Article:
# For which fields is the inverse Galois problem known?

The inverse Galois problem is known for (or in Jarden's and Fried's terminology, the following fields are universally admissible) function fields over henselian fields (like $\mathbb{Q}_p(x)$); function fields over large fields (like $\mathbb{C}(x)$); and large Hilbertian fields (conjecturally $\mathbb{Q}^{ab}$, although I'm not certain that any field is known to be in this category).

## Clarification:

A large field $K$ (a.k.a. an ample field) is a field such that if $V$ is a variety of dimension $\geq 1$ over $K$ with at least one smooth $K$-rational point, then it has infinitely many smooth $K$-rational points. For example any algebraically closed field is large.

A Hilbertian field is more difficult to explain, but it suffices to say that any number field and any function field (over any field) is Hilbertian.

## My question is:

Is there a proof (not a conjecture) that there exists a field $K$ which is neither a function field over a henselian field, nor a function field over a large field, nor a large Hilbertian field, such that the inverse Galois problem is true over that field? (i.e. that every finite group is realizable as a Galois group over that field)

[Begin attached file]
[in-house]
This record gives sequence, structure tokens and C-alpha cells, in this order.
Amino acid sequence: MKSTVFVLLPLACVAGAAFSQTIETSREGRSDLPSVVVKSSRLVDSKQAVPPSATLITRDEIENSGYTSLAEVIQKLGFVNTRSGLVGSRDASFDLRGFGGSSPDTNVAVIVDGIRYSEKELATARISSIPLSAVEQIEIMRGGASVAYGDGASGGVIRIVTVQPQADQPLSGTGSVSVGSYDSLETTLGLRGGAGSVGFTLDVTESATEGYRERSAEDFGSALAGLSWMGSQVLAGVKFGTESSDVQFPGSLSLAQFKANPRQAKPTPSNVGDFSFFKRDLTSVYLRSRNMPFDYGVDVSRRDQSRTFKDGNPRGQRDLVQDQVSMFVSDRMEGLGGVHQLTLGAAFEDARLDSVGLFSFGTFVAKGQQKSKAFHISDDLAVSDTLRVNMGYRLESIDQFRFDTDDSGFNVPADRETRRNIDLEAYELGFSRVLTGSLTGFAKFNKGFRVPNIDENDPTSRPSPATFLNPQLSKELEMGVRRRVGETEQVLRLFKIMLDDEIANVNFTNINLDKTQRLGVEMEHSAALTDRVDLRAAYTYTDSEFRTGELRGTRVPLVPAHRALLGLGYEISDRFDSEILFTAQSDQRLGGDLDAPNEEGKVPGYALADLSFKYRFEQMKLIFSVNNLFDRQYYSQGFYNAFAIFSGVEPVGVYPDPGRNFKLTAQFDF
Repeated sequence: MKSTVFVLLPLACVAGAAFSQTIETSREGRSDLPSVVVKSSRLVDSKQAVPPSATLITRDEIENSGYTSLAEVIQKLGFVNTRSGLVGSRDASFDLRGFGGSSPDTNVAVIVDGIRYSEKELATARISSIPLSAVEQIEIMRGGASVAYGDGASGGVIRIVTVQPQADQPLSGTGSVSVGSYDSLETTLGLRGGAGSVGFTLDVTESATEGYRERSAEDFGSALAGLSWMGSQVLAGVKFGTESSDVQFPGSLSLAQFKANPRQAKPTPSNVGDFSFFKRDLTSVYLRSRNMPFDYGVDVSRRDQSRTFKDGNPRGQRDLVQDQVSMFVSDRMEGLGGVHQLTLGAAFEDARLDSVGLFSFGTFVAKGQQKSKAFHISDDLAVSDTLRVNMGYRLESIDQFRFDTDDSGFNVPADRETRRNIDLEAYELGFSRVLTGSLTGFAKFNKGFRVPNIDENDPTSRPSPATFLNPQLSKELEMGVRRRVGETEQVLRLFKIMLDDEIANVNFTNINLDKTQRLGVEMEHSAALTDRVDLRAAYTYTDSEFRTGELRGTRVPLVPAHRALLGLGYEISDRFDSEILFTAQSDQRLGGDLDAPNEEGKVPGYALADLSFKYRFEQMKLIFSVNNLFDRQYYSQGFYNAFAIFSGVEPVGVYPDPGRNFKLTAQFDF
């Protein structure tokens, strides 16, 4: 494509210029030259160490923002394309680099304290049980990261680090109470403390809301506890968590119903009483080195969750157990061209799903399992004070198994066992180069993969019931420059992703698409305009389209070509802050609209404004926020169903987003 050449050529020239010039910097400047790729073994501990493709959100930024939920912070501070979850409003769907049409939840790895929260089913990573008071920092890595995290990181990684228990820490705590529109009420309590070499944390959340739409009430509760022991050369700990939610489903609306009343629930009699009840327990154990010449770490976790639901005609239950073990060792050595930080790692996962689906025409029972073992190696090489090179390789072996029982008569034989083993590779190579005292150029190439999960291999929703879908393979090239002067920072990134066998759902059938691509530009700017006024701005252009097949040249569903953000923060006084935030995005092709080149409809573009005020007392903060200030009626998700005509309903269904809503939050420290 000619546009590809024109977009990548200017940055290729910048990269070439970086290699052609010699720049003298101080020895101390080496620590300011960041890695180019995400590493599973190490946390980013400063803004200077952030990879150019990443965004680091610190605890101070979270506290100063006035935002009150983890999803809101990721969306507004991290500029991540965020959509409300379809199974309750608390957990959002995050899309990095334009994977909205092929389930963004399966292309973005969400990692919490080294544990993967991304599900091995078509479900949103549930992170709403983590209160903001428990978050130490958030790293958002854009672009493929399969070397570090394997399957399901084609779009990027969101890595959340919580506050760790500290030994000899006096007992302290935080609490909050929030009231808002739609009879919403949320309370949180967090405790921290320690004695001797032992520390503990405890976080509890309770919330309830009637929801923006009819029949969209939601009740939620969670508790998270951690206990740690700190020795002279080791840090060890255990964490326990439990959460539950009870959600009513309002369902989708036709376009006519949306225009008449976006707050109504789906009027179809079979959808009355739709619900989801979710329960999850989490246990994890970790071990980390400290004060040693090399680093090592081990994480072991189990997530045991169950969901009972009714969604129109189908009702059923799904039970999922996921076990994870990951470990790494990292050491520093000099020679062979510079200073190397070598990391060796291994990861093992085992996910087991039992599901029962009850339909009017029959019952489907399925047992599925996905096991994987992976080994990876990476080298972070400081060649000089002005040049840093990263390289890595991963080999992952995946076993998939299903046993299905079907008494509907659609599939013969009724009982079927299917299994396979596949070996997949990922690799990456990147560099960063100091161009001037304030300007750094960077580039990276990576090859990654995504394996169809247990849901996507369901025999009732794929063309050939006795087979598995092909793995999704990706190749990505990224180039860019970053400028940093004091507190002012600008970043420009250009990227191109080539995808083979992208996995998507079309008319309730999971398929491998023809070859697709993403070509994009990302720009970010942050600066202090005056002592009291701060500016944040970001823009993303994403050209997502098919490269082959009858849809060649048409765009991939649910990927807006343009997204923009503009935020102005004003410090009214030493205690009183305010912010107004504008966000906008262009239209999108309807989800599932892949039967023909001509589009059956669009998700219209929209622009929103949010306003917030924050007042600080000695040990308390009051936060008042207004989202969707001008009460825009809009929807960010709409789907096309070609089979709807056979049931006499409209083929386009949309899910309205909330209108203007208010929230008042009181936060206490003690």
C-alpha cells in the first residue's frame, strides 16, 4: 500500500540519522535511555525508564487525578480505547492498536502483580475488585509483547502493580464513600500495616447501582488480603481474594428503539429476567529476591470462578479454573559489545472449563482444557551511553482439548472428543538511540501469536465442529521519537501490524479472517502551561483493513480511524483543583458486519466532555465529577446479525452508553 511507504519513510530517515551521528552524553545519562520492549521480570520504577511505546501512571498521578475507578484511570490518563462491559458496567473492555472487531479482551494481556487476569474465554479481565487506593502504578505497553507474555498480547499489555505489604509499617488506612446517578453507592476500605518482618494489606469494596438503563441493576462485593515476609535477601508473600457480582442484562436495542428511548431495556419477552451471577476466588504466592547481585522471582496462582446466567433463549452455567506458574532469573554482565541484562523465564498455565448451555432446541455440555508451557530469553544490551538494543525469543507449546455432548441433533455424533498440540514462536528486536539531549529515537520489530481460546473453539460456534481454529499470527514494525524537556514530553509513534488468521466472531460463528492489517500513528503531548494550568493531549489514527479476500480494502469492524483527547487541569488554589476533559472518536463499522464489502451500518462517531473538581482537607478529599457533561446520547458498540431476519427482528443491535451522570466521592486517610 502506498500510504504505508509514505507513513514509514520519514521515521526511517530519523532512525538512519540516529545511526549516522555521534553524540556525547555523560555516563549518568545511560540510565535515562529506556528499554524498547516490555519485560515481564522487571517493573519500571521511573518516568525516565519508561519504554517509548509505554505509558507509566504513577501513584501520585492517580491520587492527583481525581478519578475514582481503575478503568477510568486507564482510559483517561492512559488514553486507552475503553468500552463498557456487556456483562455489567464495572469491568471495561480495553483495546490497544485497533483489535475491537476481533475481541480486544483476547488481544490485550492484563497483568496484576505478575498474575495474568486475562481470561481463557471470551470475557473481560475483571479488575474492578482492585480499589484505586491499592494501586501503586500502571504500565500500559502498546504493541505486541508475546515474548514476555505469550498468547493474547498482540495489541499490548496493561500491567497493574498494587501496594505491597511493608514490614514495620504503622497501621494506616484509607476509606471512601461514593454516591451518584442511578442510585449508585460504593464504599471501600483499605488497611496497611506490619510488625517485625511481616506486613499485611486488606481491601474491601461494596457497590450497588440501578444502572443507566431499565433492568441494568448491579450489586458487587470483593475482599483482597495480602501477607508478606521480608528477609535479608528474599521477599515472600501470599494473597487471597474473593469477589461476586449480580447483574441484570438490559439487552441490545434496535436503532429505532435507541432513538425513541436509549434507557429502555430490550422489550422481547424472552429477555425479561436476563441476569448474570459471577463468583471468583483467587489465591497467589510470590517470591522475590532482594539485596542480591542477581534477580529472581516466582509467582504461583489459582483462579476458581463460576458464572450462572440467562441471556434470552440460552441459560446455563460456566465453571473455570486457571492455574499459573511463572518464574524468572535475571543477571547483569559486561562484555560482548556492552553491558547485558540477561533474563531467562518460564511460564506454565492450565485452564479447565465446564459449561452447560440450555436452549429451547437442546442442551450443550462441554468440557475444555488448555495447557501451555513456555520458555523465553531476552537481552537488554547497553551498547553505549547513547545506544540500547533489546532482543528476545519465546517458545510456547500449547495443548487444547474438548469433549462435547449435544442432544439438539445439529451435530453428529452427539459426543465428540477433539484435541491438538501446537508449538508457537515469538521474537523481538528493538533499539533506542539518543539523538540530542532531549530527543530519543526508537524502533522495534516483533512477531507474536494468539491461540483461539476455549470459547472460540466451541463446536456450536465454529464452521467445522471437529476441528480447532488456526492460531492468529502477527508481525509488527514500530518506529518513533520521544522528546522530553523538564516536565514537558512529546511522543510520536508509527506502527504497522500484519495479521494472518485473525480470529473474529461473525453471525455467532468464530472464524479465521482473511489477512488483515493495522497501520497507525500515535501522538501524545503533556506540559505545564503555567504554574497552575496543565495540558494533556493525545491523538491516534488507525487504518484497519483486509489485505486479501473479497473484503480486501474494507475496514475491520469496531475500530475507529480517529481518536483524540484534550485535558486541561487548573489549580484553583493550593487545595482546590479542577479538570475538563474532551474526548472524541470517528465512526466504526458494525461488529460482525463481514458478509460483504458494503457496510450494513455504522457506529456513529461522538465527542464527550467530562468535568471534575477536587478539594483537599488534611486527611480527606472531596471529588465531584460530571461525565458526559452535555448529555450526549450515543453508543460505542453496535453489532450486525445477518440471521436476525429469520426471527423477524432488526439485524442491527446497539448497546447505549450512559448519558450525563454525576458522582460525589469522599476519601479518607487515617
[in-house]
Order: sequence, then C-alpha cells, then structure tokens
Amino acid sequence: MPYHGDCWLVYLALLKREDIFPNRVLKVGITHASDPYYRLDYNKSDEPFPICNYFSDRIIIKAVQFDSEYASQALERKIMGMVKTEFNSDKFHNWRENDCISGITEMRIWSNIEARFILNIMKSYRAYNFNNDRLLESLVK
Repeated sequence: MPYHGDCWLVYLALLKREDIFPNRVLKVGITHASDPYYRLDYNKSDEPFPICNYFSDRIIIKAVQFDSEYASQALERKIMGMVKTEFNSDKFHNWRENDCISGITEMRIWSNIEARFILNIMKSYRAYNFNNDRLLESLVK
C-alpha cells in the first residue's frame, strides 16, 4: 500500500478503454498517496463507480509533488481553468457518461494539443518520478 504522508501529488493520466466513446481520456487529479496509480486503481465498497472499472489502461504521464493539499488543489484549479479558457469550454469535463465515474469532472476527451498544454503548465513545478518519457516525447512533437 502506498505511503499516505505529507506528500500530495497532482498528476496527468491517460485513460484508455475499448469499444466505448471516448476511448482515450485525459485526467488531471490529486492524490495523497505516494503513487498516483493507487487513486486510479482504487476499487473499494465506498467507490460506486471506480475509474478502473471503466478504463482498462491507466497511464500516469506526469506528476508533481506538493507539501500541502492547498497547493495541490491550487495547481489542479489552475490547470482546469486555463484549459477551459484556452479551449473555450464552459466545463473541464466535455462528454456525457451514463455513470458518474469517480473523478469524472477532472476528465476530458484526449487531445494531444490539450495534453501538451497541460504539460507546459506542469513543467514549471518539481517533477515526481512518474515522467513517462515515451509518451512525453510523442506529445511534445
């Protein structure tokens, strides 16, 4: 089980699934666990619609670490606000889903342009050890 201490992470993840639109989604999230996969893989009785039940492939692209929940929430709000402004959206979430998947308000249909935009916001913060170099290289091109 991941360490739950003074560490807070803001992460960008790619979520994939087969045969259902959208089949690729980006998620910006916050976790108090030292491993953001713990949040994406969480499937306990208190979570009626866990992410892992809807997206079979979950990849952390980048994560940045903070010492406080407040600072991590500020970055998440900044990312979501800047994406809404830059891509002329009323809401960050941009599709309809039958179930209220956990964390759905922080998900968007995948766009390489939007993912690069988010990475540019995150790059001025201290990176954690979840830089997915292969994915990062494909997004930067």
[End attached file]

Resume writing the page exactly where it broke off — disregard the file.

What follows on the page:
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You wrote: "A large field K (a.k.a. an ample field) is a field such that if V is a variety over K with at least one K -rational point, then it has infinitely many K -rational points. For example any algebraically closed field is large." I trust this is missing some condition on V. Did you mean to assume that it's positive-dimensional? – Steven Landsburg Mar 3 '12 at 3:34
Yes, thank you. – Makhalan Duff Mar 3 '12 at 3:36
I fixed it in the body. – Makhalan Duff Mar 3 '12 at 4:06
The inverse Galois problem is also known to be true for function fields over fields that contain a large field. – Jérôme Poineau Mar 3 '12 at 8:18
I am no specialist, but I would be very surprised if a field like $k(T)$ could ever be large. – Jérôme Poineau Mar 4 '12 at 9:16